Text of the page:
Today is Valentine’s Day. Or Single Awareness Day. The day we use as an excuse to spent lots of money (or at least extra money) on those we love and buy overpriced chocolate that, at midnight, goes 75% off simply because hearts are printed on the packaging and don’t you know we don’t care about love and what it means after the 14th of February?
I’ve written about that a lot over the years, but that’s not the focus I want to place today.
Today, I want to talk about writing.
And the importance in writing what you love.
I’m not sure what exactly happened in 2019 (aside from the fact that it was, um, the clusterfuck that was 2019) but since 2020 has come and graced us with it’s presence, I’ve seen a lot of resolutions and goals posts. Not uncommon for this time of year and I personally really enjoy reading them, so I was happy to see so many grace my feeds, curious what others who I respect and admire want to work on in the upcoming year.
Yet I was surprised to read how many writers felt they’ve lost the love of writing and wanting to recapture that this year.
I can’t pin down what happened within the writing community specifically that made this a more common goal I stumbled across more often than not–or even if there is a widespread reason at all and not just all of us a similar difficult journey that wasn’t made any better by the depressing state of the world and the fucked up political mindset.
For me, that was definitely part of it.
I think another part was just querying taking it’s toll.
But not just querying.
You see, I’ve wanted to be a published author for longer than I can remember. I was one of those kids who listed “author” because “knight” and “wizard” when I was first asked as a child. I always knew I wanted to write and there’s hardly any memories of how I found that passion or why it won’t let me go. But that dream as always been there and I’ve been actively working towards making it come true since I was in 7th grade.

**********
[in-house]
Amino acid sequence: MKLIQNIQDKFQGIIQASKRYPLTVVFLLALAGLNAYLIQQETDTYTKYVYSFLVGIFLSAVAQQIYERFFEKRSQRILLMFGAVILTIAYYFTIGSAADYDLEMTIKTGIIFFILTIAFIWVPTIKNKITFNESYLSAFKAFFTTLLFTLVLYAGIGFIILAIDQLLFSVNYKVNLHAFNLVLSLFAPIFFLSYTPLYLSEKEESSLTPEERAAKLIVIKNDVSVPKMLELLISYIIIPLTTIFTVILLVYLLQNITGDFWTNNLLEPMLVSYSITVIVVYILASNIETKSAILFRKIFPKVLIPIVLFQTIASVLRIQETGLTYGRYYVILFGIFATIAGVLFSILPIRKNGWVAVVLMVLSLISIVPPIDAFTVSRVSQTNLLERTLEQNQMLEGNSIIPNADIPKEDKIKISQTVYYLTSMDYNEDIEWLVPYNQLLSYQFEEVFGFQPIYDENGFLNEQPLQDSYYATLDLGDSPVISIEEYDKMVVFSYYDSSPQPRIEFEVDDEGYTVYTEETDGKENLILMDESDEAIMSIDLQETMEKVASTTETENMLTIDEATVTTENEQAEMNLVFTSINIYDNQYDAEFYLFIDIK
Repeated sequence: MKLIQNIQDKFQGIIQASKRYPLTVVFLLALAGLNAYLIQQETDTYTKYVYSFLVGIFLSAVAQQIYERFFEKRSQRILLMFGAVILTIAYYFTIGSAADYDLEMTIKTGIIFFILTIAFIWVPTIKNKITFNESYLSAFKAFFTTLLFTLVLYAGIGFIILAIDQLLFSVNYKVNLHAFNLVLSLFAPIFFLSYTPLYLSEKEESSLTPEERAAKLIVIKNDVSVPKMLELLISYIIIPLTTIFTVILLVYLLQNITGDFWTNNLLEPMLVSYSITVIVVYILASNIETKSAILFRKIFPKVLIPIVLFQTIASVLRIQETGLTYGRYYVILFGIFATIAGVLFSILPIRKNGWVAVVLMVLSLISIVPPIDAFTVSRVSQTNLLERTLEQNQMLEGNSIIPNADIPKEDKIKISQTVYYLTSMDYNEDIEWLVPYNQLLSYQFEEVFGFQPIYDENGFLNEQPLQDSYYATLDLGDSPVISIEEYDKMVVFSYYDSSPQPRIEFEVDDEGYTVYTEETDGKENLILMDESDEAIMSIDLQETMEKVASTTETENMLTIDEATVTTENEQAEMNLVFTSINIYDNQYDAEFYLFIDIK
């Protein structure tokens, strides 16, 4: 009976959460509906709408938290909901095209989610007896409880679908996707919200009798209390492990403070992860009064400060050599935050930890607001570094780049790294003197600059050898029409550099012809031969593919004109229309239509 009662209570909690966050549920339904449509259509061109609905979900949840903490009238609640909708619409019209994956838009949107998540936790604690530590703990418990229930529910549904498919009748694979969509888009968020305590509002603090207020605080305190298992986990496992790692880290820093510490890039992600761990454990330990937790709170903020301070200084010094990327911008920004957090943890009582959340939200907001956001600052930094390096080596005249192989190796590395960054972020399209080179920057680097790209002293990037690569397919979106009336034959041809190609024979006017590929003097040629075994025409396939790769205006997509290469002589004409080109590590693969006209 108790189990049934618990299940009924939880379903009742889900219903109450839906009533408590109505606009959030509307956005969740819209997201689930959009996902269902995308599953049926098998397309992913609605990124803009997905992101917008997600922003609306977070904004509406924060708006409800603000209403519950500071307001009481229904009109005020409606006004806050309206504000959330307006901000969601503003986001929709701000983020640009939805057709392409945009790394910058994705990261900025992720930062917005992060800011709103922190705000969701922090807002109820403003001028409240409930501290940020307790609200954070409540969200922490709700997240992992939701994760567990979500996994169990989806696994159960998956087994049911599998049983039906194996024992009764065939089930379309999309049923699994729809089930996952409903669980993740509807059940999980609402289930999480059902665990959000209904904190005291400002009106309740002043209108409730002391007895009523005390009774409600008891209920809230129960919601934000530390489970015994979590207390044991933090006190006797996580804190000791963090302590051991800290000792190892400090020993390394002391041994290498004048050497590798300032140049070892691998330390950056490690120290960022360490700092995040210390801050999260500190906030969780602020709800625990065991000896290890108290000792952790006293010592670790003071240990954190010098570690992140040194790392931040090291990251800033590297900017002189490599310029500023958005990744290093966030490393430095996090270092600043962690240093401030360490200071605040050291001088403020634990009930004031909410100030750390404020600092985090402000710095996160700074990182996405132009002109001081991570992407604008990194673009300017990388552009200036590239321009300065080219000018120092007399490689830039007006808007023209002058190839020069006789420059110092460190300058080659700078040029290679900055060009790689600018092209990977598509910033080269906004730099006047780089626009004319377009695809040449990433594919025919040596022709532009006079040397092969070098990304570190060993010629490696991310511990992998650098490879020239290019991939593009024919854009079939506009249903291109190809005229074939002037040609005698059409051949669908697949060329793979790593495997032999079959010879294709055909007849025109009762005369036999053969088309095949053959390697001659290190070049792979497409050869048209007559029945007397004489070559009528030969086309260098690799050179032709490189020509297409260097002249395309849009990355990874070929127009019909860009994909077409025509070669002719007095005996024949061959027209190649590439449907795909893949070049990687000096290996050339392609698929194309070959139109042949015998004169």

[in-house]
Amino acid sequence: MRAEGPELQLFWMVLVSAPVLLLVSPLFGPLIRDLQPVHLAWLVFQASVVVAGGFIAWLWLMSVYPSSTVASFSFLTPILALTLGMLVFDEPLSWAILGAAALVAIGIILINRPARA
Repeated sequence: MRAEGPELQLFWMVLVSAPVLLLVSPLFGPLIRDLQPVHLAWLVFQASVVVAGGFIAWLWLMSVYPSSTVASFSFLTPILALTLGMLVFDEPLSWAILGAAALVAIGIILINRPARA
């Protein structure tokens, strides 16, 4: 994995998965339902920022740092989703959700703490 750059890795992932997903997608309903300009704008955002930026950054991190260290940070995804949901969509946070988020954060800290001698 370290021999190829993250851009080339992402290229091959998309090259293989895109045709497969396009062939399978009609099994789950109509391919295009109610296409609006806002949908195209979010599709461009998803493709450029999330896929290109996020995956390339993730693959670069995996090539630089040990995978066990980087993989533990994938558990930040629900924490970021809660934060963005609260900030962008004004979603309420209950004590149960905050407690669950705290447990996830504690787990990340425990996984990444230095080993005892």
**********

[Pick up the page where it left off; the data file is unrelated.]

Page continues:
I’m 28 now and, though I’ve grown by leaps and bounds, the pile of rejection letters from BLOOD PRICE still sting.
I know I still have plenty of time; that not completing the dream so far doesn’t mean it’s impossible still to do so. I’m still determined to make BLOOD PRICE my debut. But as I move onto the sequel and start thinking of what I want to write after, I find myself missing loving the process, like I once did; missing getting excited to write, wondering what kind of stories I can create, what stories I fall in love writing.
Instead, I am just so focused on marketability. Of doing things “right,” whatever the fuck that means. Of making sure readers will like what I right, that I won’t step on anyone’s toes. Of writing something publishable first, instead of writing something I love first.
It’s…a bit exhausting, to be honest. Especially when you’re still trying to create and dream. Especially during zero, first and second drafts.
I don’t really have a resolution to this post. Only that I know I’m struggling a lit, to love what means the most to me, because I’m so caught up in the dream, I’m forgetting to focus on the journey. And I hope to recapture the love for the journey, the fearlessness I had when I first started out, writing stories for me, that I would enjoy.
Stories I fell in love with first, before worrying if anyone else would, too.
If you’re struggling with this, please know you’re not alone, though I’m sorry I don’t have any good tips or answers to give you. I hope we’re both able to figure out what’s blocking us and capture what we love again, even if it feels a little bit like going back to square one. But maybe, perhaps, that’s just what we need.